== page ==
• His classes became a prime attraction not only for the naval officers in the academy but also for the many others who came to hear his lectures on naval history and maritime strategy.†   (source)
  • With saw grass speckling the rolling dunes and maritime oaks bent sideways with the never-ending sea breeze, it was a place like no other.†   (source)
  • As they sped past condominiums and houses hidden amid the Maritime Forest, she could feel the heat of the sun beginning to soak through her clothing.†   (source)
  • The wheel upon which the cable turned had been revolving smoothly in three-quarter time for more than a decade when the Roman lawyer Giuliani first brought his son to the mountains, and the boy, at age nine, had run across a rocky meadow to the machinery outlined against a sky that rivaled the maritime blues of Venice.†   (source)
  • According to maritime law, Gedney was within his right to bring his ship to a port of convenience and safety, in this case, New London, without affecting salvage claims.†   (source)
  • The Golden Age was long past by the time Adams arrived—Dutch maritime power and Dutch prestige were acknowledged to be "in decline"—yet business was thriving and visitors were struck by signs of Dutch prosperity on all sides.†   (source)
  • The only frivolous attention they lavished on her was to comb her hair with bay rum to mitigate the dark-green hue it had when she was born; this despite the fact that Senator Trueba thought it should be left that way, since she was the only one who had inherited something from Rosa the Beautiful, even if, unfortunately, it was only the maritime color of her hair.†   (source)
  • As the leading petty officer, he headed a twelve-man SEAL unit tasked with creating a premier maritime fighting force from the ranks of Colombia's marines.†   (source)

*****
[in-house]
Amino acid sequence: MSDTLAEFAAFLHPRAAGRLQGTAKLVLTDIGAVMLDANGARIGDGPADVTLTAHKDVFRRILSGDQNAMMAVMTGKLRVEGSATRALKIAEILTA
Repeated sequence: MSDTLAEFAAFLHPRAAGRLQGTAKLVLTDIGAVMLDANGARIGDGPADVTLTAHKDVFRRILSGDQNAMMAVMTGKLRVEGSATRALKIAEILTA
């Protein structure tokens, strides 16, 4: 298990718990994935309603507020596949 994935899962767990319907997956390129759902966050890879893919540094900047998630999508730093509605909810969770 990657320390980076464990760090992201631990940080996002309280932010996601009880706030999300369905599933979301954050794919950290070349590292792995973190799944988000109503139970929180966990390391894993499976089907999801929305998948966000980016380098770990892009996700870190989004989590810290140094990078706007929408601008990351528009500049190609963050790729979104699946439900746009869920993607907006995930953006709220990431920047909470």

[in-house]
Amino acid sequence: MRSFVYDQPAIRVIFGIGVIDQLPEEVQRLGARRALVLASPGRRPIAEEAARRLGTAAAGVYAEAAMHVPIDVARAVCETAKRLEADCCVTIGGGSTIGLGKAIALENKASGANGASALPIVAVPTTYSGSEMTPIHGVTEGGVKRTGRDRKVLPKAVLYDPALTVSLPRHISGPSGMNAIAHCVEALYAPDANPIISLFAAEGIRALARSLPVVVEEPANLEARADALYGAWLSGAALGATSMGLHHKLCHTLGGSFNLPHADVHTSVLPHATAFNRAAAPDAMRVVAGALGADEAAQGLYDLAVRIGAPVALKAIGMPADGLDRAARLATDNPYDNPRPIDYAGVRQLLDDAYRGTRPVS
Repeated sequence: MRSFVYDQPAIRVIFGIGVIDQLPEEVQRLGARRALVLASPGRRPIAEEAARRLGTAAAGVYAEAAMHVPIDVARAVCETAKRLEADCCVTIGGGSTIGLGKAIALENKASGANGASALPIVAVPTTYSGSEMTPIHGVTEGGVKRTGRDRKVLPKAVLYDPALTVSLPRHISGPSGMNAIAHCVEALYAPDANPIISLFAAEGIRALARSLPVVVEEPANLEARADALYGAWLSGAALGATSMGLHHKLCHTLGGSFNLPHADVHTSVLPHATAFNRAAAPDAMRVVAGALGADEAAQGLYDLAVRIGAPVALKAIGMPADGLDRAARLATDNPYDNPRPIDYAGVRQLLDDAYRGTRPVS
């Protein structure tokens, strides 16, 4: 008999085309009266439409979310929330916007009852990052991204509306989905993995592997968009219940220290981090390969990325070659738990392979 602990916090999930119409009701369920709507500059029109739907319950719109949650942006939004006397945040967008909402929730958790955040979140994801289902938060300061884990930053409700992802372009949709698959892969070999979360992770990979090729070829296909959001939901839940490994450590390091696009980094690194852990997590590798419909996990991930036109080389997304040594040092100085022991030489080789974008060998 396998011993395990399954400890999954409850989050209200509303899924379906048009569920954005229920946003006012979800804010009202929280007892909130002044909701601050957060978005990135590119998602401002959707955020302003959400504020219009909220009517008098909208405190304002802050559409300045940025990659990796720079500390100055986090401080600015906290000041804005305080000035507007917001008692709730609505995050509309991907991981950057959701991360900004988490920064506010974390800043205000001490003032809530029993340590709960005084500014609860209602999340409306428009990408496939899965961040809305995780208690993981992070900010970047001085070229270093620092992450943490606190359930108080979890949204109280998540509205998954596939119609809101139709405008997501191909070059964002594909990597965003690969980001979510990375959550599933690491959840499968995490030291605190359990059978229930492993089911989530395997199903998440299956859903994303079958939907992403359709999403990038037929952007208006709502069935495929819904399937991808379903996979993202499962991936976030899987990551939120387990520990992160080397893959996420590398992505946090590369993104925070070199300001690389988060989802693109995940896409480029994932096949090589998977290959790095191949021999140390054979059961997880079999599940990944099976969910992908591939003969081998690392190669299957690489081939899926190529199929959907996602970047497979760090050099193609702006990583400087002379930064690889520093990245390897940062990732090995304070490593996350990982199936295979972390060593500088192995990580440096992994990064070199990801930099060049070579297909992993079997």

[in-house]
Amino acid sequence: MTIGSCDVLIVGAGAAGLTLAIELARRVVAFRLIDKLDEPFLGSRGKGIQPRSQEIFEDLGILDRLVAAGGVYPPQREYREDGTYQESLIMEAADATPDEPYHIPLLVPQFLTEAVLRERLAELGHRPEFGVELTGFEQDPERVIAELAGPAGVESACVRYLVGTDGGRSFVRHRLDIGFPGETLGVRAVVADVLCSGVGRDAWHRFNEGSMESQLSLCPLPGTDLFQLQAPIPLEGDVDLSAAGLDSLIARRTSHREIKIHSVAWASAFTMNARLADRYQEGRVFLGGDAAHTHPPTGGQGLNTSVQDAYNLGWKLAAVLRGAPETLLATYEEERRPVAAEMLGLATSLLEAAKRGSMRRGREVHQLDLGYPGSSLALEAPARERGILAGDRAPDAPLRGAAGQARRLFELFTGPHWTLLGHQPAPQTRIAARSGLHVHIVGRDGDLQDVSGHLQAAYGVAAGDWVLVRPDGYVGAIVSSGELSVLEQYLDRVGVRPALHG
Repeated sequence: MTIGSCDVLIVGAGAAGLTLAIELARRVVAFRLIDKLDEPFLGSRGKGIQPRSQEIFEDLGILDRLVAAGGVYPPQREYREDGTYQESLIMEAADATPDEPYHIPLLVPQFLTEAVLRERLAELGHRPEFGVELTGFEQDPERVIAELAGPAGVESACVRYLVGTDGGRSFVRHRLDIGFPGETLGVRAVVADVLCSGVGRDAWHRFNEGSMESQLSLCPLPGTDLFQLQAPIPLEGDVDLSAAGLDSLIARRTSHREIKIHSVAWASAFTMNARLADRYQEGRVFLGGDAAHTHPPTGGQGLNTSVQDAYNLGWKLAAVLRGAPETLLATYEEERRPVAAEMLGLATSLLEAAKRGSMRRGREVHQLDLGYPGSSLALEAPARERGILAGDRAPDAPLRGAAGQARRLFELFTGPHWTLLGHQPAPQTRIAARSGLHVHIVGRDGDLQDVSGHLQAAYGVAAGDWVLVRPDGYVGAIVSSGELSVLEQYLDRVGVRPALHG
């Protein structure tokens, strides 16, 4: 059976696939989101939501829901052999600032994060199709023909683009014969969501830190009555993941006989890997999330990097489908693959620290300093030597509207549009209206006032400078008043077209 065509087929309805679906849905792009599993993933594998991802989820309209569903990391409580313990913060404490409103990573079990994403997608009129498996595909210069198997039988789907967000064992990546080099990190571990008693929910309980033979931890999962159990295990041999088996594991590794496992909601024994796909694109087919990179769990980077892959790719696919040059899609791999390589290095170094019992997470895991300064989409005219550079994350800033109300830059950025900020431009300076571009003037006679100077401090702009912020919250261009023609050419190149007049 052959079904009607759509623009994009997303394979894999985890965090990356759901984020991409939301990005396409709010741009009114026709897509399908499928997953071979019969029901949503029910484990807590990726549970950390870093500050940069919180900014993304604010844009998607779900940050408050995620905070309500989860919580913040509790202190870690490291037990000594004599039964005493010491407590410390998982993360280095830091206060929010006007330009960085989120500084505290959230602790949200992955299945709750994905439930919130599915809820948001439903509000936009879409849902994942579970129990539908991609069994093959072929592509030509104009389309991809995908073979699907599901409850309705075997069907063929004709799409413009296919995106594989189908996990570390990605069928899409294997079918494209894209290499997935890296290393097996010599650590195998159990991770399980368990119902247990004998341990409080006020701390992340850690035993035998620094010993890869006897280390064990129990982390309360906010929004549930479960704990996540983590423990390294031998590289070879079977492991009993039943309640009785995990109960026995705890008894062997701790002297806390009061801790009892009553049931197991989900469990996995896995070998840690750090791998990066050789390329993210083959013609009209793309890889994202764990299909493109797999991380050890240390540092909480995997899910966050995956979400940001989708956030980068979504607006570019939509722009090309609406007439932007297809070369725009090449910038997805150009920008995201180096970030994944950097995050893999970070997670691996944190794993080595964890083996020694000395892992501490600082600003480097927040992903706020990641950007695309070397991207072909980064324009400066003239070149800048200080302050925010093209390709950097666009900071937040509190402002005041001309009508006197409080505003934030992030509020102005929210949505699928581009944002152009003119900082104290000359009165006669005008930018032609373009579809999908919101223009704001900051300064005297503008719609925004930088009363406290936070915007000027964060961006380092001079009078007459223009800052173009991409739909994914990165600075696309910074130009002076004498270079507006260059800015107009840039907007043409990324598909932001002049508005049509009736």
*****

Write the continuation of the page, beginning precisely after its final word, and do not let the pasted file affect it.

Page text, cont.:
• There they would either exhibit perfection in or fail out of courses in combat pistol and rifle marksmanship, close quarters battle, military free-fall parachute operations, land warfare, urban warfare, desert warfare, maritime Visit, Board, Search, and Seizure (VBSS) tactics, tactical ground mobility operations, protective security detail training, and various other, classified, classes.†   (source)
  • Even the most bigoted idolizers of State authority say the national courts have jurisdiction of maritime causes.†   (source)
  • But the line between the different types of laws—common law, statute law, maritime law, ecclesiastical law, corporate law, and local laws and customs—still isn't clearly defined.†   (source)
  • Cases that originate on the high seas and are of admiralty or maritime jurisdiction; Cases in which the State courts cannot be expected to be impartial and unbiased.†   (source)
  • Admiralty, Maritime   (source)
  • Maritime Jurisdiction†   (source)
  • The federal judiciary is to decide "all cases in law and equity arising
    under the Constitution, the laws of the United States,
    "and treaties made, or which shall be made, under their authority;
    "to all cases affecting ambassadors, other public ministers, and consuls;
    "to all cases of admiralty and maritime jurisdiction;
    "to controversies to which the United States shall be a party;
    "to controversies between two or more States; between a State and
    citizens of another State; between citizens of different States;
    "between citizens of the same State claiming lands and grants of different States;
    "and between a State or the citizens thereof an†   (source)
  • Some wanted diagnosis, as if I were a professional head-feeler and not the humble understudy's understudy of the cult of Asclepius the Maritime Commission had made me.†   (source)
  • He saw it like a featureless moor or bogland, which had become maritime by accident—its heather, still looking like heather, having mated with the seaweed until it was a silt wet heather, with slippery fronds.†   (source)
  • An epoch-making development for our maritime commerce—simply not to be overestimated.†   (source)
  • Maritime warfare only requires one species of effort.†   (source)
  • —some maritime event is about to take place.†   (source)
  • The maritime genius of the Americans prompts them to enter into competition with the English.†   (source)
  • In the maritime world and in the realm of geographic exploration, whales have played a major role.†   (source)
  • Was it something other than a maritime accident that had dragged this craft under the waters?†   (source)
  • A wealthy manufacturer of New Brunswick had died and left part of his fortune to endow a large number of scholarships to be distributed among the various high schools and academies of the Maritime Provinces, according to their respective standings.†   (source)